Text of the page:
Evidence For Unmonitored Coal Ash Spills In Sutton Lake, North Carolina: Implications For Contamination Of Lake Ecosystems

ASU Author/Contributor (non-ASU co-authors, if there are any, appear on document)
Ellen A. Cowan Ph.D, Professor (Creator)
Appalachian State University (ASU )
Web Site: https://library.appstate.edu/

Abstract: Coal combustion residuals (CCRs, also known as “coal ash”) contain high concentrations of toxic and carcinogenic elements that can pose ecological and human health risks upon their release into the environment. About half of the CCRs that are generated annually in the U.S. are stored in coal ash impoundments and landfills, in most cases adjacent to coal plants and waterways. Leaking of coal ash ponds and CCR spills are major environmental concerns. One factor which may impact the safety of CCRs stored in impoundments and landfills is the storage area's predisposition to flooding. The southeastern U.S., in particular, has a large number of coal ash impoundments located in areas that are vulnerable to flooding. In order to test for the possible presence of CCR solids in lake sediments following Hurricane Florence, we analyzed the magnetic susceptibility, microscopic screening, trace element composition, and strontium isotope ratios of bottom sediments collected in 2015 and in 2018 from Sutton Lake in eastern North Carolina and compared them to a reference lake. The results suggest multiple, apparently previously unmonitored, CCR spills into Sutton Lake from adjacent CCR storage sites. The enrichment of metals in Sutton Lake sediments, particularly those with known ecological impact such as As, Se, Cu, Sb, Ni, Cd, V, and Tl, was similar to or even higher than those in stream sediments impacted by the Tennessee Valley Authority (TVA) in Kingston, Tennessee, and the Dan River, North Carolina coal ash spills, and exceeded ecological screening standards for sediments. High levels of contaminants were also found in leachates extracted from Sutton Lake sediments and co-occurring pore water, reflecting their mobilization to the ambient environment. These findings highlight the risks of large-scale unmonitored spills of coal ash solids from storage facilities following major storm events and contamination of nearby water resources throughout the southeastern U.S.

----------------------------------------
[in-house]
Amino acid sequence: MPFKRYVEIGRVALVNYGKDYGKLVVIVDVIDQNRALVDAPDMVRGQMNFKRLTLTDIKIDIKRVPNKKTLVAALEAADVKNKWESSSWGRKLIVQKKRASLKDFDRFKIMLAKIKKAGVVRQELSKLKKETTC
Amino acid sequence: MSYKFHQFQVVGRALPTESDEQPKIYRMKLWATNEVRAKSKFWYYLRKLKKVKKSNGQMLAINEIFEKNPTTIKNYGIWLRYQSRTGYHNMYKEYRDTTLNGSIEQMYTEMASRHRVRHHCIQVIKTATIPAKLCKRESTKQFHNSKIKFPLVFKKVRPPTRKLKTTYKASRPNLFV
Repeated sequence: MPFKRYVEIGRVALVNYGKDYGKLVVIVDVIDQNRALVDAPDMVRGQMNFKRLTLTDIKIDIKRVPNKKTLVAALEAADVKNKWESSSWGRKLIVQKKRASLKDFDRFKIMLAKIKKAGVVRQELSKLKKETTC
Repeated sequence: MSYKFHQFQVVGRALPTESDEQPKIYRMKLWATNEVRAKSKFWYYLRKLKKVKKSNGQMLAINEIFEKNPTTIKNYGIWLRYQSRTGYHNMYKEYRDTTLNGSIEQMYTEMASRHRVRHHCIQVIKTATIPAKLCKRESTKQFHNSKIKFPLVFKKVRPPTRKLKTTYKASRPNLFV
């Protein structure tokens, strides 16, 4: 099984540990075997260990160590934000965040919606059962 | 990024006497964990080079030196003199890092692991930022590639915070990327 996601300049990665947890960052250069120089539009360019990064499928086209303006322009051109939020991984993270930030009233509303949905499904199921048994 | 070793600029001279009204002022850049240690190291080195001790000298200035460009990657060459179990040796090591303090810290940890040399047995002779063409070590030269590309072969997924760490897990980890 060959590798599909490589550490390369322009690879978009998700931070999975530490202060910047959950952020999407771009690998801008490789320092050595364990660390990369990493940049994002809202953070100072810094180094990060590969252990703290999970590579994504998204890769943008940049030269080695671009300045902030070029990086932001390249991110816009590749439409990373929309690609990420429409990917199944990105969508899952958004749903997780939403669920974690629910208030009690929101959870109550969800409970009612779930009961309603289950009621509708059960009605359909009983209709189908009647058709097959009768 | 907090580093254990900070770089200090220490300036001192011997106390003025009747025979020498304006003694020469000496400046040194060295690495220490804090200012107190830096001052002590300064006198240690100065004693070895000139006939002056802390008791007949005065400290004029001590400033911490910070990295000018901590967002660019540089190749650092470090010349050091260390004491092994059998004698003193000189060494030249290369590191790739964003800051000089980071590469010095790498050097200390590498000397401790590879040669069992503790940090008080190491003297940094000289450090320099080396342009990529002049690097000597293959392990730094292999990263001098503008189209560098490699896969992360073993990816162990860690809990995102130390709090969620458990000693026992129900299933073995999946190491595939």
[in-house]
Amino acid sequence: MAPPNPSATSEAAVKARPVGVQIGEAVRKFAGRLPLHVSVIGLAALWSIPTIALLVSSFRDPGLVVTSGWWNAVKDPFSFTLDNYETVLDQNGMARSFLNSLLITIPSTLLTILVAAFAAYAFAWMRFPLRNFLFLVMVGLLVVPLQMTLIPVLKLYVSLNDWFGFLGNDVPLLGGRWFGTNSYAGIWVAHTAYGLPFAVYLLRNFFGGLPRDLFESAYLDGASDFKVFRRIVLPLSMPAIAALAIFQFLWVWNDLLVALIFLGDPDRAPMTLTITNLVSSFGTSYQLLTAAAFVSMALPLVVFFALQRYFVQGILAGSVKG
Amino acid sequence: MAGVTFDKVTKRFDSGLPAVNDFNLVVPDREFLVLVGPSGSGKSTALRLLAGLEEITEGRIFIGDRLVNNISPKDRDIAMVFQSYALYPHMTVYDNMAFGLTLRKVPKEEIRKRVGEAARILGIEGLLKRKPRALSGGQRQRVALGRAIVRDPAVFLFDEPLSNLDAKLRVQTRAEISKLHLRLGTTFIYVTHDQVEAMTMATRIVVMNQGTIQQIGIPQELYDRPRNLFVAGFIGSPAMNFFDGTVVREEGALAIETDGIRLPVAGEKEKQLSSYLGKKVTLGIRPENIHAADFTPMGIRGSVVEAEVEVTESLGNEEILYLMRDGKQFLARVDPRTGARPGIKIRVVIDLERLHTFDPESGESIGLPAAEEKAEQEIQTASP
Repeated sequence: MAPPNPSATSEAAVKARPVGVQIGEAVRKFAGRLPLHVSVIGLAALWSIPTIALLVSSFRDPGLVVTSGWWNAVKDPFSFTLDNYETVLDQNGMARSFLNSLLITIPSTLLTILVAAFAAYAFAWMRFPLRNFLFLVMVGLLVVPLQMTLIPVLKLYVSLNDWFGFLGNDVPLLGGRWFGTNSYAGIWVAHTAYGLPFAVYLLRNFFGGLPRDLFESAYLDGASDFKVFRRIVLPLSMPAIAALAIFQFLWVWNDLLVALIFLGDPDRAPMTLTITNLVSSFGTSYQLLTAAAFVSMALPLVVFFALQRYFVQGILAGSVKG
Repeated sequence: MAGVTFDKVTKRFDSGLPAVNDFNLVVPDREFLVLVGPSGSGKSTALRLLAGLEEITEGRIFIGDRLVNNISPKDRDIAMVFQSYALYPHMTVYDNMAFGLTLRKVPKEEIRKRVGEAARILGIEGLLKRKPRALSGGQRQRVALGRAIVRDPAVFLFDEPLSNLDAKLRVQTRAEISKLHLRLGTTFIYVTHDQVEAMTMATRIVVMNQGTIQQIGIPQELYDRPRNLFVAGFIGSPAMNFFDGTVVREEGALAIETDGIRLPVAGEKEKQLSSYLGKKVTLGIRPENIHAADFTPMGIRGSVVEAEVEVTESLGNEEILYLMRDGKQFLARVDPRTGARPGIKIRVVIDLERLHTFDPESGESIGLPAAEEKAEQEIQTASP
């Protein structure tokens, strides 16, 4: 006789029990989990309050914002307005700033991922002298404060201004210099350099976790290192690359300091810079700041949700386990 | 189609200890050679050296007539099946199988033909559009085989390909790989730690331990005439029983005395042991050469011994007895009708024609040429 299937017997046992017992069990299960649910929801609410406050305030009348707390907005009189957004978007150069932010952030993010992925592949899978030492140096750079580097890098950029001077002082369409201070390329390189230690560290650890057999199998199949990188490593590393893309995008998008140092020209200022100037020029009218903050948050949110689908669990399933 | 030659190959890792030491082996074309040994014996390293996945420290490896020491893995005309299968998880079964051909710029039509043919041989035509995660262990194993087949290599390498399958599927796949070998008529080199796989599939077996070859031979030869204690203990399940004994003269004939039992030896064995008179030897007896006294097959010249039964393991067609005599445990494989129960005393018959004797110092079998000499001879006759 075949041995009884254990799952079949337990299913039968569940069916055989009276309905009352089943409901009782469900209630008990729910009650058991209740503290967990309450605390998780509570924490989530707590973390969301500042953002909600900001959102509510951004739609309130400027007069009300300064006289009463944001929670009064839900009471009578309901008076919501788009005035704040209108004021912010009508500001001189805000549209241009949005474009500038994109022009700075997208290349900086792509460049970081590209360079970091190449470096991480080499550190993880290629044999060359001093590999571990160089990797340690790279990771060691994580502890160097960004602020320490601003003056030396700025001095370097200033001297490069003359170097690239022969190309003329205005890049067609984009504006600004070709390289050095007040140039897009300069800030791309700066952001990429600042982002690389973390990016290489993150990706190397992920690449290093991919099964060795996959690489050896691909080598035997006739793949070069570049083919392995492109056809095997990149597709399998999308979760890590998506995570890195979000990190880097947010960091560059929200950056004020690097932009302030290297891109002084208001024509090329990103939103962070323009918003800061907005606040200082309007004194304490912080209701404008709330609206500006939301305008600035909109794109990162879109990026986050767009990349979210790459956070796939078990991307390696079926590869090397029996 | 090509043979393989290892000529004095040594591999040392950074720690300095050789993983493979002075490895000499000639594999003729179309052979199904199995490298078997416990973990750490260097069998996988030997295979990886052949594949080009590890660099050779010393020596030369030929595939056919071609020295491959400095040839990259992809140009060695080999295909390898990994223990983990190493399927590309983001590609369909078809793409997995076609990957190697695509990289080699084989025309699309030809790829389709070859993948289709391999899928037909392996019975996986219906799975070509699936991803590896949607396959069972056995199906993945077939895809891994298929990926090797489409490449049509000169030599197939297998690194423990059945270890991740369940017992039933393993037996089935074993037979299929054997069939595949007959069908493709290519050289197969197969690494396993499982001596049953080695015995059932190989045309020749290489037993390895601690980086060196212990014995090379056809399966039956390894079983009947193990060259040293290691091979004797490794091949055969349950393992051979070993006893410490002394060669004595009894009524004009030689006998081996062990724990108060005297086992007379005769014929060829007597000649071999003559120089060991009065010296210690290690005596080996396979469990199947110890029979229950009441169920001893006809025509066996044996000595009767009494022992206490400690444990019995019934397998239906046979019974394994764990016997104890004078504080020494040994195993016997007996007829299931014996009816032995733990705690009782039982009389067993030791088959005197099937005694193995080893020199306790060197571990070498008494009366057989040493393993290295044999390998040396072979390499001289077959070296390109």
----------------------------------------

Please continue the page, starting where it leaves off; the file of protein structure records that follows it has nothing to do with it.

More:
Additional Information

Avner Vengosh, Ellen A. Cowan, Rachel M. Coyte, Andrew J. Kondash, Zhen Wang, Jessica E. Brandt and Gary S. Dwyer (2019). Evidence for Unmonitored Coal Ash Spills in Sutton Lake, North Carolina: Implications for Contamination of Lake Ecosystems, Science of the Total Environment, May 24, 2019. DOI: 10.1016/j.scitotenv.2019.05.188. Publisher version of record available at: https://www.sciencedirect.com/science/article/pii/S0048969719322211?via%3Dihub
Language: English
Date: 2019
RECAPP 2019, Coal combustion residuals, Spills, Contamination, Lake sediments, Hurricane Florence, Geochemical tracers, Magnetic susceptibility

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